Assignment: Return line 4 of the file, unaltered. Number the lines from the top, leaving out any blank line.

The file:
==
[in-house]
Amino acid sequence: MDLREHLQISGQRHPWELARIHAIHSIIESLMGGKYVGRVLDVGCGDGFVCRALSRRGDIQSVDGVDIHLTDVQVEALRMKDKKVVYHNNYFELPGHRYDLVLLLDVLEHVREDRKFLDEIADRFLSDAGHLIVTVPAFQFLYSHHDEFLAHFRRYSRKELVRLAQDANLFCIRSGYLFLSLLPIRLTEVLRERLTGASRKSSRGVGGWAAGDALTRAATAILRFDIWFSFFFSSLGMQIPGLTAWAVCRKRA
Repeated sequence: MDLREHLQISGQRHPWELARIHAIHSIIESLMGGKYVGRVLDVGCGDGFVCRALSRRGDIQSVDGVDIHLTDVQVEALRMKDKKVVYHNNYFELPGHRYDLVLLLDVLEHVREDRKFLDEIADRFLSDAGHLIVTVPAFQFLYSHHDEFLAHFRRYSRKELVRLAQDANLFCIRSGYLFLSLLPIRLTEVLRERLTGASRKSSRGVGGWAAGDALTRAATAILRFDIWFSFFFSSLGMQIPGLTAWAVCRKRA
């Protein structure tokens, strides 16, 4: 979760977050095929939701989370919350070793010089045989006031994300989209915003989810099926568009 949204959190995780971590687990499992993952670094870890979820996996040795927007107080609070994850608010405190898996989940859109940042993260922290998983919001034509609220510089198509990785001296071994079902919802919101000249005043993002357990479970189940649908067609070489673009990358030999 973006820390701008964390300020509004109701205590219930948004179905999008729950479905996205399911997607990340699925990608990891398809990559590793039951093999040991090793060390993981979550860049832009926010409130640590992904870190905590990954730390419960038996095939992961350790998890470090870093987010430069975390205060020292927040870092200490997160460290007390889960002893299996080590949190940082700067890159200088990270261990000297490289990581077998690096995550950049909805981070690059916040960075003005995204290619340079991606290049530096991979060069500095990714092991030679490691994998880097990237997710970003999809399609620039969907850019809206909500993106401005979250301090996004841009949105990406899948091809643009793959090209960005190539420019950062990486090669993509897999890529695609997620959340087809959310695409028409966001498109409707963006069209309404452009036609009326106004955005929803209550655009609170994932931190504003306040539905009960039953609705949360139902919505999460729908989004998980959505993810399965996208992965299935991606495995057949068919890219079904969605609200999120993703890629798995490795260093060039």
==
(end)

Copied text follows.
């Protein structure tokens, strides 16, 4: 979760977050095929939701989370919350070793010089045989006031994300989209915003989810099926568009 949204959190995780971590687990499992993952670094870890979820996996040795927007107080609070994850608010405190898996989940859109940042993260922290998983919001034509609220510089198509990785001296071994079902919802919101000249005043993002357990479970189940649908067609070489673009990358030999 973006820390701008964390300020509004109701205590219930948004179905999008729950479905996205399911997607990340699925990608990891398809990559590793039951093999040991090793060390993981979550860049832009926010409130640590992904870190905590990954730390419960038996095939992961350790998890470090870093987010430069975390205060020292927040870092200490997160460290007390889960002893299996080590949190940082700067890159200088990270261990000297490289990581077998690096995550950049909805981070690059916040960075003005995204290619340079991606290049530096991979060069500095990714092991030679490691994998880097990237997710970003999809399609620039969907850019809206909500993106401005979250301090996004841009949105990406899948091809643009793959090209960005190539420019950062990486090669993509897999890529695609997620959340087809959310695409028409966001498109409707963006069209309404452009036609009326106004955005929803209550655009609170994932931190504003306040539905009960039953609705949360139902919505999460729908989004998980959505993810399965996208992965299935991606495995057949068919890219079904969605609200999120993703890629798995490795260093060039």